440 Six Pack Charger Daytona

— Chrysler’s Lead Engineer Larry Rathgeb was the man who took the 1969 Daytona from fantasy to reality
— Body shape was tested by using a clayed 3/8 scale model in the Wichita State University’s 7′ x 10′ wind tunnel
— 1971 NASCAR rules changes mandated the switch for the Winged cars from the HEMI® engine to a 5-liter engine, making the aero car no longer a viable factory race program


Designed to gain supremacy on the NASCAR superspeedways, the 1969 Dodge Charger “Daytona” was a truly outrageous machine as it sported a front nose that was some 18 inches longer than normal, and a radical wing added to the rear, measuring 23.5 inches tall and 58 inches wide, all appearing rather out of place on a passenger car. The whole package was said to have 23 percent less wind drag than the Charger 500 it replaced. Only 503 of them were built and today all survivors are highly cherished.

These Daytonas were created with the help of Creative Industries of Detroit — and legend has it with the addition of the sheet-metal front nose, trimmed fenders, fender scoops, A-Post wind deflectors, revised backlight (and associated metal work required for its flush fit), special trunk lid and huge rear wing (adjustable in 12 degrees), that the factory actually lost something like $1,500.00 per unit. However, profit was not the motivation to sell these Charger Daytonas, the real reason for the car and its design was to beat the competition on the racetracks of America.

No mistaking a 1969 Dodge Charger Daytona from the rear! The Y2-color code Daytona pictured here is a very unique car as it is a very early production version (scheduled production date of April 27, 1969) and is highly optioned.

The new front end nose sloped rapidly to a knife’s edge, with vacuum-operated hide-a-way headlamps. The engine cooling air came in from this small “mail slot” opening and with two smaller holes below it, and while it was adequate for racing applications, it was a definite change from traditional airflow to the radiator for street applications. The turn indicators are located in this grille as well. Below is a 4-inch deep spoiler.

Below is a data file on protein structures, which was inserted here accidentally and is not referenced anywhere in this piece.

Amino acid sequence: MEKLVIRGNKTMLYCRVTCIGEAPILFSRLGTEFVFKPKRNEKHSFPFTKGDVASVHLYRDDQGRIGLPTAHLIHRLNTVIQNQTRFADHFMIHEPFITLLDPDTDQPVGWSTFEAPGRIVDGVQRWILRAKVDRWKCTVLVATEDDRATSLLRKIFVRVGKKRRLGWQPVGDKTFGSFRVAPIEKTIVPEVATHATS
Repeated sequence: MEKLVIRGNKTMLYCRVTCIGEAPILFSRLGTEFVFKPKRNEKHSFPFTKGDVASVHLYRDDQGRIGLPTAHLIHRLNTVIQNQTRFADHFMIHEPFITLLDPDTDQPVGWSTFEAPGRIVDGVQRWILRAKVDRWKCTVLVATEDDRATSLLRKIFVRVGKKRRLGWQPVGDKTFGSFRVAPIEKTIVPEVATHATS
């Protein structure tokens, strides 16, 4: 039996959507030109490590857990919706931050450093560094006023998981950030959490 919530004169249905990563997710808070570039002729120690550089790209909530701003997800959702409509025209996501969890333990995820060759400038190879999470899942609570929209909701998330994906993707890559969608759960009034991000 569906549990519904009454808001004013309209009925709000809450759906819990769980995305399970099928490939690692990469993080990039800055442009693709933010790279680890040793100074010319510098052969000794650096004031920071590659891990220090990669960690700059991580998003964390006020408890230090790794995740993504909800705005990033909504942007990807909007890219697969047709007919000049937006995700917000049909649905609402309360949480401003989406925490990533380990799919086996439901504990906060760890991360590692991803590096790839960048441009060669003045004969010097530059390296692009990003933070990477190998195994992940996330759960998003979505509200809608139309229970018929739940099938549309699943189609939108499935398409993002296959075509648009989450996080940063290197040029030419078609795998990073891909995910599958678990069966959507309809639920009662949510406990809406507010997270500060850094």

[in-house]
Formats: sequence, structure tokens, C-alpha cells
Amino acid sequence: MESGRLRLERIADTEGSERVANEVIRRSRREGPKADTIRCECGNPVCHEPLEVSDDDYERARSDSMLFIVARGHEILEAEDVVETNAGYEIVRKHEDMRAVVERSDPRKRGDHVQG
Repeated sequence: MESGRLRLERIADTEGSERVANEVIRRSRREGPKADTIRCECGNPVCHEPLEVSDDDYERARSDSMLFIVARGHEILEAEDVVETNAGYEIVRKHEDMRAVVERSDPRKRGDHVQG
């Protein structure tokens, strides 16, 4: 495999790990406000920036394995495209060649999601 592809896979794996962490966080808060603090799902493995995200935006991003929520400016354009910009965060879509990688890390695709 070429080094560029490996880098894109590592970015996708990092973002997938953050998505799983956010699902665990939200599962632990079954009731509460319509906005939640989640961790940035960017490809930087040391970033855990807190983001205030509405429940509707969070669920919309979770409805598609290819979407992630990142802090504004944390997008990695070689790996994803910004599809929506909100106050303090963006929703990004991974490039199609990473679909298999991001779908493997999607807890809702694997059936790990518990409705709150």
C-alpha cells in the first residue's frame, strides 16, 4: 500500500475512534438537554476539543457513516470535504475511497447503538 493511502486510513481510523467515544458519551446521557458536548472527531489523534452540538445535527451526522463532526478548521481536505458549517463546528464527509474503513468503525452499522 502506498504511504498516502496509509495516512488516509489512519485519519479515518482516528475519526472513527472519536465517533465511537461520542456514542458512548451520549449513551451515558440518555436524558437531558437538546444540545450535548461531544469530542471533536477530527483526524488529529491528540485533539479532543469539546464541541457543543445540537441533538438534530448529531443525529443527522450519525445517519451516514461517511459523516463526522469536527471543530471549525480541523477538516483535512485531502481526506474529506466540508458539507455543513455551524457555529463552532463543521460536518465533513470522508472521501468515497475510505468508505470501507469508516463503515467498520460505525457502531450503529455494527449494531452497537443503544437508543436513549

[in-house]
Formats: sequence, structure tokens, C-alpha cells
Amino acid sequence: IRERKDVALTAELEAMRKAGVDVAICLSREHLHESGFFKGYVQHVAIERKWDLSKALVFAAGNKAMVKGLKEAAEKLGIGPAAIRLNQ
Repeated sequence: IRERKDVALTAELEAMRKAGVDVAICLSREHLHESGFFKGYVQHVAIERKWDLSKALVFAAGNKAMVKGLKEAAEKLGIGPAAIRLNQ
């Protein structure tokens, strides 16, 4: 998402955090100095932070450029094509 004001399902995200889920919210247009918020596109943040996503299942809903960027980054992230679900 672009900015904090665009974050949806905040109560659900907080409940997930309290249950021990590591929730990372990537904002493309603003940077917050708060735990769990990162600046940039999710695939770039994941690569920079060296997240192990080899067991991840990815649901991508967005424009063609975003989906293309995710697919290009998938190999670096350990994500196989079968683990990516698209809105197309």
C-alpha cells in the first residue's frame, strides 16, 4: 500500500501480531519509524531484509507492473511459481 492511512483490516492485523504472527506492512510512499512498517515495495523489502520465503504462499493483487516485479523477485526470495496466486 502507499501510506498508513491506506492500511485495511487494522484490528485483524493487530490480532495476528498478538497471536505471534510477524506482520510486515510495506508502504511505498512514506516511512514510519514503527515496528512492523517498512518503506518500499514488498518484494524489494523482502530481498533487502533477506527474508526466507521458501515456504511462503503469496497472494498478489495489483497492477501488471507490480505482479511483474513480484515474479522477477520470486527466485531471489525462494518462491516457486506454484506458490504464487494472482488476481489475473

While wind tunnel testing, the Chrysler aerodynamic engineers found a place that needed some improvements, the A-pillar posts, so they added these covers to help the streamlining effect. 

This Charger’s aerodynamics improved greatly with a “flush” rear window (aka backlight), with the elimination of the “flying buttress” design where the original window was positioned at a much more upright position (45-degrees standard vs. 22-degrees on 500s and Daytonas).

These reverse-facing scoops were fitted to production Daytonas and even though folklore claims they served some purpose of releasing air pressure, etc., they were designed for one thing and one thing only: to cover the clearance holes added on race versions to clear the tires.

The vertical struts of the wing measure 15 inches wide at the bottom where they mount to the quarter-panels.


Under the hood of this particular example sits an anomaly of an engine, a Six Pack-equipped 440-cid wedge. It is said that the buyer actually wanted a HEMI engine-powered Daytona, but a deal was made where a Six Pack induction system would be added to the existing 440 wedge, installed by the dealer’s service department to get the sale. It was quick thinking and good salesmanship to move the $5,100.00 car, and the buyer ended up with a true collectible car!